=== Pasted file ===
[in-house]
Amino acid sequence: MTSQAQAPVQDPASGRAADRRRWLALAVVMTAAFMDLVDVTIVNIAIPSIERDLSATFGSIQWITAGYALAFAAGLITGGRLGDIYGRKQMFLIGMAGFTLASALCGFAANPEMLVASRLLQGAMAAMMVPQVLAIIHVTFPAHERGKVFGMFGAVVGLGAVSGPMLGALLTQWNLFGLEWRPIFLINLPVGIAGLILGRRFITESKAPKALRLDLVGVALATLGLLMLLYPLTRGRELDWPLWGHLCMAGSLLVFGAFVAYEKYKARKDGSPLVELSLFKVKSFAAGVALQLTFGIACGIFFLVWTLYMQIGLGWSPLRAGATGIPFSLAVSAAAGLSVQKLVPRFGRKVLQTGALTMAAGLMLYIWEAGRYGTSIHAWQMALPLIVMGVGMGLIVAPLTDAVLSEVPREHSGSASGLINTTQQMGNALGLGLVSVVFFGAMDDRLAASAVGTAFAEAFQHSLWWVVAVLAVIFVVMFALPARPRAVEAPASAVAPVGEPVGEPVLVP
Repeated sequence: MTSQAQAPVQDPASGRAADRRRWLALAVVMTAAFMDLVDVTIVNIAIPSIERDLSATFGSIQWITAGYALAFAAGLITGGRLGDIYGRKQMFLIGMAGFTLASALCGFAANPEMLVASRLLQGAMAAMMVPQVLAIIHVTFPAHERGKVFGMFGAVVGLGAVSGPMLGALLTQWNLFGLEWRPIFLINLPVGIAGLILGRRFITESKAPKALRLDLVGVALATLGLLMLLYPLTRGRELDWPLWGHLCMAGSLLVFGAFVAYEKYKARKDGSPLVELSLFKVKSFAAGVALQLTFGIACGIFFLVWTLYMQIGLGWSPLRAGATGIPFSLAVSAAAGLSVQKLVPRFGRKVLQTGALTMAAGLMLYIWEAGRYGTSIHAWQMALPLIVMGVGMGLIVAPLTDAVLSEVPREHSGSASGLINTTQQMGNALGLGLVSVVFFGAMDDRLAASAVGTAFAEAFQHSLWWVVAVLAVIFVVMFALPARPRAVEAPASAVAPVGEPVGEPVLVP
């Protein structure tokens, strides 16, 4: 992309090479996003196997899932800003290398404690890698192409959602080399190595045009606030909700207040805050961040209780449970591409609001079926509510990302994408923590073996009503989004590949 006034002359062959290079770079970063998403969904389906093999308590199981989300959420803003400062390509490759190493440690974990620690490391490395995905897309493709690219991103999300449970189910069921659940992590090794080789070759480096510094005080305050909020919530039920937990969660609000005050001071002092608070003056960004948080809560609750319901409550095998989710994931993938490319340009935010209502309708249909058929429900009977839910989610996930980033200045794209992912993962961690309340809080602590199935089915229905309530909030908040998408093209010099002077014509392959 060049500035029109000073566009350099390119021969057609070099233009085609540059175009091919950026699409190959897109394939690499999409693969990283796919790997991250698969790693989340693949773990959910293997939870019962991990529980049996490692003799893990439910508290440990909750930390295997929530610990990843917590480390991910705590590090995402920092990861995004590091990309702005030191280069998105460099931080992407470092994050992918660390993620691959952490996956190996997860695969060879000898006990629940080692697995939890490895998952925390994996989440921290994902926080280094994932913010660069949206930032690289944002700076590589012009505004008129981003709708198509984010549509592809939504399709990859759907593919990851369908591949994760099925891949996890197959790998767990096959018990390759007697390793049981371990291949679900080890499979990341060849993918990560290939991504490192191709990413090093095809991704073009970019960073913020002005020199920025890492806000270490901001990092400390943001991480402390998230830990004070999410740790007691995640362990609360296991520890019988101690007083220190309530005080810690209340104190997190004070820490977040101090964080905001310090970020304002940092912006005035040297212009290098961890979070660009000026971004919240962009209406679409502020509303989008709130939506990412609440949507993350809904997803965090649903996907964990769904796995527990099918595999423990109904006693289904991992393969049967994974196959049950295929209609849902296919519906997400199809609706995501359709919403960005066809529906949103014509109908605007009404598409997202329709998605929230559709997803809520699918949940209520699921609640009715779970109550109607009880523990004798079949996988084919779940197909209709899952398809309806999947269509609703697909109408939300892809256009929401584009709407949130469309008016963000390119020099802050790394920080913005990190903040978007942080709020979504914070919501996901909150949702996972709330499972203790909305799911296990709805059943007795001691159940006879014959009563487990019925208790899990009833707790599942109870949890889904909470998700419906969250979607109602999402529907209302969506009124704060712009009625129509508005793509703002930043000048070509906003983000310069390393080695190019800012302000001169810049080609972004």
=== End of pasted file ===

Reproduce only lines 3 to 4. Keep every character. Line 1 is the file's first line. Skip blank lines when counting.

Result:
Repeated sequence: MTSQAQAPVQDPASGRAADRRRWLALAVVMTAAFMDLVDVTIVNIAIPSIERDLSATFGSIQWITAGYALAFAAGLITGGRLGDIYGRKQMFLIGMAGFTLASALCGFAANPEMLVASRLLQGAMAAMMVPQVLAIIHVTFPAHERGKVFGMFGAVVGLGAVSGPMLGALLTQWNLFGLEWRPIFLINLPVGIAGLILGRRFITESKAPKALRLDLVGVALATLGLLMLLYPLTRGRELDWPLWGHLCMAGSLLVFGAFVAYEKYKARKDGSPLVELSLFKVKSFAAGVALQLTFGIACGIFFLVWTLYMQIGLGWSPLRAGATGIPFSLAVSAAAGLSVQKLVPRFGRKVLQTGALTMAAGLMLYIWEAGRYGTSIHAWQMALPLIVMGVGMGLIVAPLTDAVLSEVPREHSGSASGLINTTQQMGNALGLGLVSVVFFGAMDDRLAASAVGTAFAEAFQHSLWWVVAVLAVIFVVMFALPARPRAVEAPASAVAPVGEPVGEPVLVP
């Protein structure tokens, strides 16, 4: 992309090479996003196997899932800003290398404690890698192409959602080399190595045009606030909700207040805050961040209780449970591409609001079926509510990302994408923590073996009503989004590949 006034002359062959290079770079970063998403969904389906093999308590199981989300959420803003400062390509490759190493440690974990620690490391490395995905897309493709690219991103999300449970189910069921659940992590090794080789070759480096510094005080305050909020919530039920937990969660609000005050001071002092608070003056960004948080809560609750319901409550095998989710994931993938490319340009935010209502309708249909058929429900009977839910989610996930980033200045794209992912993962961690309340809080602590199935089915229905309530909030908040998408093209010099002077014509392959 060049500035029109000073566009350099390119021969057609070099233009085609540059175009091919950026699409190959897109394939690499999409693969990283796919790997991250698969790693989340693949773990959910293997939870019962991990529980049996490692003799893990439910508290440990909750930390295997929530610990990843917590480390991910705590590090995402920092990861995004590091990309702005030191280069998105460099931080992407470092994050992918660390993620691959952490996956190996997860695969060879000898006990629940080692697995939890490895998952925390994996989440921290994902926080280094994932913010660069949206930032690289944002700076590589012009505004008129981003709708198509984010549509592809939504399709990859759907593919990851369908591949994760099925891949996890197959790998767990096959018990390759007697390793049981371990291949679900080890499979990341060849993918990560290939991504490192191709990413090093095809991704073009970019960073913020002005020199920025890492806000270490901001990092400390943001991480402390998230830990004070999410740790007691995640362990609360296991520890019988101690007083220190309530005080810690209340104190997190004070820490977040101090964080905001310090970020304002940092912006005035040297212009290098961890979070660009000026971004919240962009209406679409502020509303989008709130939506990412609440949507993350809904997803965090649903996907964990769904796995527990099918595999423990109904006693289904991992393969049967994974196959049950295929209609849902296919519906997400199809609706995501359709919403960005066809529906949103014509109908605007009404598409997202329709998605929230559709997803809520699918949940209520699921609640009715779970109550109607009880523990004798079949996988084919779940197909209709899952398809309806999947269509609703697909109408939300892809256009929401584009709407949130469309008016963000390119020099802050790394920080913005990190903040978007942080709020979504914070919501996901909150949702996972709330499972203790909305799911296990709805059943007795001691159940006879014959009563487990019925208790899990009833707790599942109870949890889904909470998700419906969250979607109602999402529907209302969506009124704060712009009625129509508005793509703002930043000048070509906003983000310069390393080695190019800012302000001169810049080609972004």